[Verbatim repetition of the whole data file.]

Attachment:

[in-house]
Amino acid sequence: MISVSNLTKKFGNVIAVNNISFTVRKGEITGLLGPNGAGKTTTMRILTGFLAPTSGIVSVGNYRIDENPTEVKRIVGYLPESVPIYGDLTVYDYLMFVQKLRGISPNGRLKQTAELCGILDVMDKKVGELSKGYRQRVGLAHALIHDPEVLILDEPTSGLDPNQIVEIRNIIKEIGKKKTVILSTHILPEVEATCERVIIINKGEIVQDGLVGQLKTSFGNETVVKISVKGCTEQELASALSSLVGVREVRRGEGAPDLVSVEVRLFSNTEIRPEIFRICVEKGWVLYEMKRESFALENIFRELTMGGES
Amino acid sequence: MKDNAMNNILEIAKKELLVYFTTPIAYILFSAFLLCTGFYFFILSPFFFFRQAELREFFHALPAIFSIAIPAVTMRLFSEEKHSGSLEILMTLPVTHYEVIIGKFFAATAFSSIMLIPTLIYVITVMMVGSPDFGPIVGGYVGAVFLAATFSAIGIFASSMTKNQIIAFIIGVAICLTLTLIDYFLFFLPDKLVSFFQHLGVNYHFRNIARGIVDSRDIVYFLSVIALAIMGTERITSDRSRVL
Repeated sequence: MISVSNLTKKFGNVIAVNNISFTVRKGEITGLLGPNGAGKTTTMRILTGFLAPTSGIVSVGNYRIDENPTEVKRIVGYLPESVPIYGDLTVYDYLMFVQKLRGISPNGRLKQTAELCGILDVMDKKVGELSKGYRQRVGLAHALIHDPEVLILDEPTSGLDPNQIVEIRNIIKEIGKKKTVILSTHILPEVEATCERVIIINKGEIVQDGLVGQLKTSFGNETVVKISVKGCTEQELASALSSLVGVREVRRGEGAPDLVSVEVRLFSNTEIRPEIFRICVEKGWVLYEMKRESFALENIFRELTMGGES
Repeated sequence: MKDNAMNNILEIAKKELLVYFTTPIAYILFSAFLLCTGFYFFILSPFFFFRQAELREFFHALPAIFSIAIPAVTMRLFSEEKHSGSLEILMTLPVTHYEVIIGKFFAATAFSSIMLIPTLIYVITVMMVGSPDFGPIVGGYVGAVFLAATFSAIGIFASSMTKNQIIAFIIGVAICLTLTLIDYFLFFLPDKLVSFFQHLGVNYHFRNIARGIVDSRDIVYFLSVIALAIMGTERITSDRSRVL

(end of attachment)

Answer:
[in-house]
Amino acid sequence: MISVSNLTKKFGNVIAVNNISFTVRKGEITGLLGPNGAGKTTTMRILTGFLAPTSGIVSVGNYRIDENPTEVKRIVGYLPESVPIYGDLTVYDYLMFVQKLRGISPNGRLKQTAELCGILDVMDKKVGELSKGYRQRVGLAHALIHDPEVLILDEPTSGLDPNQIVEIRNIIKEIGKKKTVILSTHILPEVEATCERVIIINKGEIVQDGLVGQLKTSFGNETVVKISVKGCTEQELASALSSLVGVREVRRGEGAPDLVSVEVRLFSNTEIRPEIFRICVEKGWVLYEMKRESFALENIFRELTMGGES
Amino acid sequence: MKDNAMNNILEIAKKELLVYFTTPIAYILFSAFLLCTGFYFFILSPFFFFRQAELREFFHALPAIFSIAIPAVTMRLFSEEKHSGSLEILMTLPVTHYEVIIGKFFAATAFSSIMLIPTLIYVITVMMVGSPDFGPIVGGYVGAVFLAATFSAIGIFASSMTKNQIIAFIIGVAICLTLTLIDYFLFFLPDKLVSFFQHLGVNYHFRNIARGIVDSRDIVYFLSVIALAIMGTERITSDRSRVL
Repeated sequence: MISVSNLTKKFGNVIAVNNISFTVRKGEITGLLGPNGAGKTTTMRILTGFLAPTSGIVSVGNYRIDENPTEVKRIVGYLPESVPIYGDLTVYDYLMFVQKLRGISPNGRLKQTAELCGILDVMDKKVGELSKGYRQRVGLAHALIHDPEVLILDEPTSGLDPNQIVEIRNIIKEIGKKKTVILSTHILPEVEATCERVIIINKGEIVQDGLVGQLKTSFGNETVVKISVKGCTEQELASALSSLVGVREVRRGEGAPDLVSVEVRLFSNTEIRPEIFRICVEKGWVLYEMKRESFALENIFRELTMGGES
Repeated sequence: MKDNAMNNILEIAKKELLVYFTTPIAYILFSAFLLCTGFYFFILSPFFFFRQAELREFFHALPAIFSIAIPAVTMRLFSEEKHSGSLEILMTLPVTHYEVIIGKFFAATAFSSIMLIPTLIYVITVMMVGSPDFGPIVGGYVGAVFLAATFSAIGIFASSMTKNQIIAFIIGVAICLTLTLIDYFLFFLPDKLVSFFQHLGVNYHFRNIARGIVDSRDIVYFLSVIALAIMGTERITSDRSRVL